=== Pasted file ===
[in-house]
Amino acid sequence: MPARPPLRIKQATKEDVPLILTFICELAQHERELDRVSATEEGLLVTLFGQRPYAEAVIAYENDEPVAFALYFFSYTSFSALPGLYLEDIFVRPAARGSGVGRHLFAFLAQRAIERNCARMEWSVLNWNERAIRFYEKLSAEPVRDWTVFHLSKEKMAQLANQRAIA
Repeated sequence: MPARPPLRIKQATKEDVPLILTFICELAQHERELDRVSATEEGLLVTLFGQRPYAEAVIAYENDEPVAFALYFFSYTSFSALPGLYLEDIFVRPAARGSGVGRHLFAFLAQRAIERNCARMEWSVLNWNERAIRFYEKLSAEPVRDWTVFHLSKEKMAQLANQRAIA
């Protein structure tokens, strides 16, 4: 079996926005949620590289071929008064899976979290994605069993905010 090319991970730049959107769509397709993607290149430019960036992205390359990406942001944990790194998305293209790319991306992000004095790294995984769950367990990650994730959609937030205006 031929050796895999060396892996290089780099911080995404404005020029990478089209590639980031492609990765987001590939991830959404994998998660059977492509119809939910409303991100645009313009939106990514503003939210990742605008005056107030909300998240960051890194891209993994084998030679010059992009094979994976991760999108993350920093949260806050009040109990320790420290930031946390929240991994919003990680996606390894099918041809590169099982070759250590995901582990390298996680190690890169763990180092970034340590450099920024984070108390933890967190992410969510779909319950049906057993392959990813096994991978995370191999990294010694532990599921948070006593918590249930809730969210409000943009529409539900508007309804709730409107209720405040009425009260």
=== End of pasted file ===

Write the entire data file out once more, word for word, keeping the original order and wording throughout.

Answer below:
[in-house]
Amino acid sequence: MPARPPLRIKQATKEDVPLILTFICELAQHERELDRVSATEEGLLVTLFGQRPYAEAVIAYENDEPVAFALYFFSYTSFSALPGLYLEDIFVRPAARGSGVGRHLFAFLAQRAIERNCARMEWSVLNWNERAIRFYEKLSAEPVRDWTVFHLSKEKMAQLANQRAIA
Repeated sequence: MPARPPLRIKQATKEDVPLILTFICELAQHERELDRVSATEEGLLVTLFGQRPYAEAVIAYENDEPVAFALYFFSYTSFSALPGLYLEDIFVRPAARGSGVGRHLFAFLAQRAIERNCARMEWSVLNWNERAIRFYEKLSAEPVRDWTVFHLSKEKMAQLANQRAIA
């Protein structure tokens, strides 16, 4: 079996926005949620590289071929008064899976979290994605069993905010 090319991970730049959107769509397709993607290149430019960036992205390359990406942001944990790194998305293209790319991306992000004095790294995984769950367990990650994730959609937030205006 031929050796895999060396892996290089780099911080995404404005020029990478089209590639980031492609990765987001590939991830959404994998998660059977492509119809939910409303991100645009313009939106990514503003939210990742605008005056107030909300998240960051890194891209993994084998030679010059992009094979994976991760999108993350920093949260806050009040109990320790420290930031946390929240991994919003990680996606390894099918041809590169099982070759250590995901582990390298996680190690890169763990180092970034340590450099920024984070108390933890967190992410969510779909319950049906057993392959990813096994991978995370191999990294010694532990599921948070006593918590249930809730969210409000943009529409539900508007309804709730409107209720405040009425009260």